Email marketing can be one of the most cost-effective and flexible ways for small- to medium-sized businesses to reach their target audience. Recent reports from the Direct Marketing Association show that email marketing campaigns yield an ROI of 4,300%. In a world where everyone is on the go, email marketing campaigns allow business owners to reach consumers no matter where they may be. In fact, 77% of consumers surveyed in conjunction with a recent study said they prefer receiving opt-in email marketing communications. Yet with so many others bombarding email boxes, not getting caught in the spam shuffle can become a challenge.
Inspired by the final season of HBO's hit supernatural show True Blood, here are some reasons why your communications may end up in the trash bin, even when the content is relevant:
Sabotaged by the subject line
The subject line of your email is your first line of defense. It is the one element a recipient uses to determine whether your communication is legit or a potential computer virus. The subject line tells the recipient what they are about to read. One that is vague, long (more than 50 characters), generic, and doesn't pertain to their business are very likely to remain unopened. Subject lines that are typed in all caps and contain lots of exclamation points are a sure fire way to sound your recipients' inner spammer alarm should the email make it past their spam filter (which are becoming more sensitive to these types of elements). Seeing these elements can make a recipient run from your email as fast as they would from an approaching vampire with his fangs drawn.
Sending to those who haven't subscribed
There are few things more irritating than receiving unsolicited emails. Adding recipients who haven't opted in to your distribution lists will not only lead to a massive amount of unsubscribe requests and spam complaints, but also has a negative effect on your reputation, brand and analytics. Not including and opt-out option and failure to remove those who have opted out from your distribution list within 10 days not only adds insult to injury but is a violation of the Can-SPAM Act. Failure to send a welcome email - including what to expect and how to customize their settings - can also lead to current and perspective customers requesting to unsubscribe.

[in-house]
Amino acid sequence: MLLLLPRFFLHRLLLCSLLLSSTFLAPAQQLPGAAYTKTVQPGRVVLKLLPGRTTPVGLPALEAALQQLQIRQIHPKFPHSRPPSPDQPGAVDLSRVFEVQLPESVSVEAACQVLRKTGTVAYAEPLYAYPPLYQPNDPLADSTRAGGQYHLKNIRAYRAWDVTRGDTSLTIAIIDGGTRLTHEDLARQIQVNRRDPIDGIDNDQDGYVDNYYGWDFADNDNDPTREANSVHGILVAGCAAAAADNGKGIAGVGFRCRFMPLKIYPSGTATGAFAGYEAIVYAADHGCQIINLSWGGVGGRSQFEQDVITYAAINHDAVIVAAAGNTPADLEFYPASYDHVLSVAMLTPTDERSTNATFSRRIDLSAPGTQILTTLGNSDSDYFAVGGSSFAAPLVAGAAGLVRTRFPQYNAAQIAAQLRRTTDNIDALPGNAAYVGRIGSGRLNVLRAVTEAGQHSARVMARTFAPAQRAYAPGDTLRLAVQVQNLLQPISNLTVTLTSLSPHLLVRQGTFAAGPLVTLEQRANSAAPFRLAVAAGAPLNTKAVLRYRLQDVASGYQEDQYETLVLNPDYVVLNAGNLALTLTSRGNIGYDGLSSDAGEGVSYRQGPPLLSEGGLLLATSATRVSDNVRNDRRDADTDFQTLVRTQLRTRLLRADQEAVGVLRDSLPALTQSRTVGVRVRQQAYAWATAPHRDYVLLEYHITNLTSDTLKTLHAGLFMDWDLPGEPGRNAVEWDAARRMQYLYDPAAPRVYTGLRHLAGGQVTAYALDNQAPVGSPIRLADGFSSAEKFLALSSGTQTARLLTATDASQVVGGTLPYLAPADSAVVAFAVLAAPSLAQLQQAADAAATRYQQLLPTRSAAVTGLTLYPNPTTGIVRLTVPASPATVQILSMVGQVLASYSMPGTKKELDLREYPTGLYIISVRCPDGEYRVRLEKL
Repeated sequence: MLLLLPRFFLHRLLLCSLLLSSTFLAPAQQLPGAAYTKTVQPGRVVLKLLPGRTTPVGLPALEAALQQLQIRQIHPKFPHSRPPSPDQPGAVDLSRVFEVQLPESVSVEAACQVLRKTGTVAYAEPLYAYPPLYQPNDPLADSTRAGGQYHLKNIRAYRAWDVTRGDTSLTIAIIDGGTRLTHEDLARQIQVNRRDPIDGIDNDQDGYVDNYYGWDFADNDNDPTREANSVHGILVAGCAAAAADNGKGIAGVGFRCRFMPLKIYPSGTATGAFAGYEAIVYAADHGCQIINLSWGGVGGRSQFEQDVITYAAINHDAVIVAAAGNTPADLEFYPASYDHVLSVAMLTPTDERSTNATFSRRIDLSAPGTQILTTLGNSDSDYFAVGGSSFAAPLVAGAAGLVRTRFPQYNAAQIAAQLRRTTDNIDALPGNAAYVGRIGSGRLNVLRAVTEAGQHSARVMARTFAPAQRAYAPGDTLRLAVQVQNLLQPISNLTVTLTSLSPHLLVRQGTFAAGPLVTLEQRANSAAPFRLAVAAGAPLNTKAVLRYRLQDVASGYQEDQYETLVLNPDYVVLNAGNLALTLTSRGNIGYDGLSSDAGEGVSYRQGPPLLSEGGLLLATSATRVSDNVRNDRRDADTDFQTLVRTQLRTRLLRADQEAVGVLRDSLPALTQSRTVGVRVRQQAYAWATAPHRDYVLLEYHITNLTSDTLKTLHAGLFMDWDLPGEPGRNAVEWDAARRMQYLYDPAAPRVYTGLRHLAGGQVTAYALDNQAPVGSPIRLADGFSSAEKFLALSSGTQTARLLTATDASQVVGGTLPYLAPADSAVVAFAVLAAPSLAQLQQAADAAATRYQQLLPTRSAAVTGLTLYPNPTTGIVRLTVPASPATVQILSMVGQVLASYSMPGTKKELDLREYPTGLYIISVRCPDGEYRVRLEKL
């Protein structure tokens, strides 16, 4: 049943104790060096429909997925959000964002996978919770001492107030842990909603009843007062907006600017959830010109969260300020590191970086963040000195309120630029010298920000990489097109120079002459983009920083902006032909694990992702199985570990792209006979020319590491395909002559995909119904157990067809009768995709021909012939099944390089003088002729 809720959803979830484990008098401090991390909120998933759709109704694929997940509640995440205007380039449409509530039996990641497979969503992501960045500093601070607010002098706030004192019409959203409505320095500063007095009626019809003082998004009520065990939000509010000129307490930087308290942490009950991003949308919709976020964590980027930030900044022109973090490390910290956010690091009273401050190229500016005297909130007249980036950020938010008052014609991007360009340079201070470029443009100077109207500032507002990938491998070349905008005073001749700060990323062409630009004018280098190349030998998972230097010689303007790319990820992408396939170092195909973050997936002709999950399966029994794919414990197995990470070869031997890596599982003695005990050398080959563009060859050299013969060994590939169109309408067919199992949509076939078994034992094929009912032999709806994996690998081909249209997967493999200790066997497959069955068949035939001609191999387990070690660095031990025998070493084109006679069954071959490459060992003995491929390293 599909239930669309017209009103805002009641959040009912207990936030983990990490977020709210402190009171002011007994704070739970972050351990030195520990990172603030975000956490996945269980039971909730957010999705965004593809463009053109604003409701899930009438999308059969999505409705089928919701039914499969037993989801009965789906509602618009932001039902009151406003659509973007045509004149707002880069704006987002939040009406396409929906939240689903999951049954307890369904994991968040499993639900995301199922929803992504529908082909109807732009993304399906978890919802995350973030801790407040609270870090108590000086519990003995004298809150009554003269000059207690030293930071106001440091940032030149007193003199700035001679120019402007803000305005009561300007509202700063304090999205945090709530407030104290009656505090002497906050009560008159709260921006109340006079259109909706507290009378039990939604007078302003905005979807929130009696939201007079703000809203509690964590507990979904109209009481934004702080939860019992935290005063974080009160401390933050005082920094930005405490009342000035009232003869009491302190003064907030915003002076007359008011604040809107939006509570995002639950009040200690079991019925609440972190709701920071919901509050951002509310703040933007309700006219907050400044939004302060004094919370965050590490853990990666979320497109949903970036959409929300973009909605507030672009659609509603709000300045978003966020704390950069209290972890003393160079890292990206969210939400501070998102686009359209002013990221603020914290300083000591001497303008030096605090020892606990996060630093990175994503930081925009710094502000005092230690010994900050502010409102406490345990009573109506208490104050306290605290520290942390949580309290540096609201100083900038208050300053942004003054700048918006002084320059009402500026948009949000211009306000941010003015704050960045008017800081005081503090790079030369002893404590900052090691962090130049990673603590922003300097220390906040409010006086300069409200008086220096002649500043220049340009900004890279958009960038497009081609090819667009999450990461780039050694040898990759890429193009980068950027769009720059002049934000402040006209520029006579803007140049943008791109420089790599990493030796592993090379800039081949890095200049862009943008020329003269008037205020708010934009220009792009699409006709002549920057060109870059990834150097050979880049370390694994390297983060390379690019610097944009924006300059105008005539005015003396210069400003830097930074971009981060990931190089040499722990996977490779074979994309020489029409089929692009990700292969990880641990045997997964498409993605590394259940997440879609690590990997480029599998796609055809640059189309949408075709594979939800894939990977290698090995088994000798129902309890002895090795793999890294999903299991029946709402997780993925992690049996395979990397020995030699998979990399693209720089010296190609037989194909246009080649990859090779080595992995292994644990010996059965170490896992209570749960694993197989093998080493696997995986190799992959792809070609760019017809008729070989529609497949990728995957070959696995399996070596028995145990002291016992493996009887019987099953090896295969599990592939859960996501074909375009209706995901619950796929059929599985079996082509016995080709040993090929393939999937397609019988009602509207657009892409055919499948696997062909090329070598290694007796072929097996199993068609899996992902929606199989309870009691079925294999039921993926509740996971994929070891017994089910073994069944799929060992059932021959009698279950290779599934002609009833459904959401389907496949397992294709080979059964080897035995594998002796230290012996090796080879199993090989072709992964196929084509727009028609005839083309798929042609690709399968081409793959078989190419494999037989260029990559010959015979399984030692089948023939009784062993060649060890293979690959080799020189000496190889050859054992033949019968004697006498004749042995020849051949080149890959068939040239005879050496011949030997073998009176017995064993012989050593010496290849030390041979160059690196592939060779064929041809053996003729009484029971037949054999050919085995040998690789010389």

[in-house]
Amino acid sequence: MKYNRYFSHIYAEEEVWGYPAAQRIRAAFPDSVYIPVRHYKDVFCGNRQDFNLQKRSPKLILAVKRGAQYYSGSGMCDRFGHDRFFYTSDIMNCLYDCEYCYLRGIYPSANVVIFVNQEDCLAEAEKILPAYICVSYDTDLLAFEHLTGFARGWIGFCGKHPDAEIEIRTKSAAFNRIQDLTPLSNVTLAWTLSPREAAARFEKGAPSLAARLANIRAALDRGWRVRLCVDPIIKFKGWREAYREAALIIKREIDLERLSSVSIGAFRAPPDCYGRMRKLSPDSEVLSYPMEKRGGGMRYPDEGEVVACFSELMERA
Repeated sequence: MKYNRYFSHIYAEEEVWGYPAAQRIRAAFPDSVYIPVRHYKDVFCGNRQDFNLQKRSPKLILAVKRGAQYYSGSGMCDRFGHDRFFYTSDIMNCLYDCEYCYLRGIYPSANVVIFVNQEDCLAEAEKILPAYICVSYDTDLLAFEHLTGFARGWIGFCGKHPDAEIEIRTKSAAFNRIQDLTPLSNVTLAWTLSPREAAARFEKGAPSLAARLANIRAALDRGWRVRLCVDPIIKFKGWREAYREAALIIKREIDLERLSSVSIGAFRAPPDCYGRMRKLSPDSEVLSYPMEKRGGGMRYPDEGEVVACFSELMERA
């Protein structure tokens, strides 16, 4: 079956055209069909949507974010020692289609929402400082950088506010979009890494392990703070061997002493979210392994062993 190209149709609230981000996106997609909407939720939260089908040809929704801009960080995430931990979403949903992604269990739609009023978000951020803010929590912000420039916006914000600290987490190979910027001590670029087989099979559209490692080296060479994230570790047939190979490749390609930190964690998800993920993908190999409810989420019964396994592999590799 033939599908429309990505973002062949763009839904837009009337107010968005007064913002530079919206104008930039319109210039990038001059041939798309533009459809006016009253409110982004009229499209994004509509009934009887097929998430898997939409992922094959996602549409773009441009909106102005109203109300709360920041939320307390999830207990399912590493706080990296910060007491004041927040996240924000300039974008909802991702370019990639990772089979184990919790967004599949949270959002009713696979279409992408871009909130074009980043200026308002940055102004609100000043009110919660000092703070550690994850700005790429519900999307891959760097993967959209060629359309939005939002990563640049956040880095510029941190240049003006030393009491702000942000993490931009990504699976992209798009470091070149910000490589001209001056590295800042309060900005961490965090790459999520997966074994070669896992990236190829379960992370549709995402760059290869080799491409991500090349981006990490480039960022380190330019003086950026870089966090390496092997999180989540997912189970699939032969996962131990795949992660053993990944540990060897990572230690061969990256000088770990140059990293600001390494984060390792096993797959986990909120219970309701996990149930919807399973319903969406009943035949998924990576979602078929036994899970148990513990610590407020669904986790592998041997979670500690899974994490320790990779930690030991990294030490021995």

Sharing isn't always caring
There is such a thing as too much information. Including too much information and sending too many emails can negate all of your well-intentioned email marketing efforts. Failure to set up an email schedule and sending communications that aren't relevant gives the impression that you are disorganized and don't value your audience. Email communications shouldn't be limited to sales and product promotions. They should include informative content such as valuable industry news and your company's most recent blog posts. A constant stream of irrelevant, impersonal emails can lead to your current and perspective customers shutting their doors to you.
Crash landing on the wrong page
Even if you've gotten everything else right, it can all go wrong if your email marketing campaign links to the wrong landing page. When the links within your email don't respond to your call to action, leaving the recipient to search your website for the correct information, you will quickly lose their interest and the opportunity to convert them to a sale.
Mic check 1,2...1,2...
Just because everything looks ok as you are imputing the information into your email client doesn't mean it will look that way once it lands in inboxes. Failure to test your email campaigns before sending them to your distribution list can result in missed opportunity to get your message out and an increase in requests to unsubscribe. Once the communication goes out, you've missed the opportunity to do things such as correct the formatting, remove that sentence that isn't working so well with the rest of your message, or make sure that the email can be viewed on mobile devices. According to research conducted by Litmus, 69% of users delete emails that aren't optimized for mobile devices. With over 48% of all emails being opened on mobile devices, not taking the time to test emails can keep you from getting your message out.
What are some of the email marketing campaign mistakes that you've made? What is some advice that you would give to marketers that are new to the email campaign world?